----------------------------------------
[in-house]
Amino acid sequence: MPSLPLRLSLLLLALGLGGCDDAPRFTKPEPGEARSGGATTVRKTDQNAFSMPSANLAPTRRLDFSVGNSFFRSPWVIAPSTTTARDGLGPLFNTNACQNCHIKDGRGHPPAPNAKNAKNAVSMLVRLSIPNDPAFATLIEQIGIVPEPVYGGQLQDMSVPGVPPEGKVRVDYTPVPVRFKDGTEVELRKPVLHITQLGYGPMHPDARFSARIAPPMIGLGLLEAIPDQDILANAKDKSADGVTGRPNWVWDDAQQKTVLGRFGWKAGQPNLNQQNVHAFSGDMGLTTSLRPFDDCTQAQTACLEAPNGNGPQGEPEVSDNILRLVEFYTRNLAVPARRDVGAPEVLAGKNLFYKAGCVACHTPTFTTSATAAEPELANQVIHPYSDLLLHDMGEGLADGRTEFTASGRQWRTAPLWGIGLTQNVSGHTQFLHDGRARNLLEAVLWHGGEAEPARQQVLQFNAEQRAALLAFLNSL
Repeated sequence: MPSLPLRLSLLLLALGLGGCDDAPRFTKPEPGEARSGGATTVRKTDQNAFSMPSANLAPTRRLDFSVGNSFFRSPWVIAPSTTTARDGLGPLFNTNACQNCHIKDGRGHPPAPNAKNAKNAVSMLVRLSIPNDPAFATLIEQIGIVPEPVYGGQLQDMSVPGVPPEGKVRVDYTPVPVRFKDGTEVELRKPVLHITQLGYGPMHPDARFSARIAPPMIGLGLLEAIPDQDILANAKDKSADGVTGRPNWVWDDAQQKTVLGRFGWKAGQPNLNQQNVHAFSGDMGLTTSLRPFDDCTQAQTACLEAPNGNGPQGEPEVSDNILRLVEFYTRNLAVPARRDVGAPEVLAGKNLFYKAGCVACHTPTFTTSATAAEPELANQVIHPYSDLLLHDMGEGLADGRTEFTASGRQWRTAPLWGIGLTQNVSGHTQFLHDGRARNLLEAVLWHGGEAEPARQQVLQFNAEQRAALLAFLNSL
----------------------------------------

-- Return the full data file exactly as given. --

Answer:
[in-house]
Amino acid sequence: MPSLPLRLSLLLLALGLGGCDDAPRFTKPEPGEARSGGATTVRKTDQNAFSMPSANLAPTRRLDFSVGNSFFRSPWVIAPSTTTARDGLGPLFNTNACQNCHIKDGRGHPPAPNAKNAKNAVSMLVRLSIPNDPAFATLIEQIGIVPEPVYGGQLQDMSVPGVPPEGKVRVDYTPVPVRFKDGTEVELRKPVLHITQLGYGPMHPDARFSARIAPPMIGLGLLEAIPDQDILANAKDKSADGVTGRPNWVWDDAQQKTVLGRFGWKAGQPNLNQQNVHAFSGDMGLTTSLRPFDDCTQAQTACLEAPNGNGPQGEPEVSDNILRLVEFYTRNLAVPARRDVGAPEVLAGKNLFYKAGCVACHTPTFTTSATAAEPELANQVIHPYSDLLLHDMGEGLADGRTEFTASGRQWRTAPLWGIGLTQNVSGHTQFLHDGRARNLLEAVLWHGGEAEPARQQVLQFNAEQRAALLAFLNSL
Repeated sequence: MPSLPLRLSLLLLALGLGGCDDAPRFTKPEPGEARSGGATTVRKTDQNAFSMPSANLAPTRRLDFSVGNSFFRSPWVIAPSTTTARDGLGPLFNTNACQNCHIKDGRGHPPAPNAKNAKNAVSMLVRLSIPNDPAFATLIEQIGIVPEPVYGGQLQDMSVPGVPPEGKVRVDYTPVPVRFKDGTEVELRKPVLHITQLGYGPMHPDARFSARIAPPMIGLGLLEAIPDQDILANAKDKSADGVTGRPNWVWDDAQQKTVLGRFGWKAGQPNLNQQNVHAFSGDMGLTTSLRPFDDCTQAQTACLEAPNGNGPQGEPEVSDNILRLVEFYTRNLAVPARRDVGAPEVLAGKNLFYKAGCVACHTPTFTTSATAAEPELANQVIHPYSDLLLHDMGEGLADGRTEFTASGRQWRTAPLWGIGLTQNVSGHTQFLHDGRARNLLEAVLWHGGEAEPARQQVLQFNAEQRAALLAFLNSL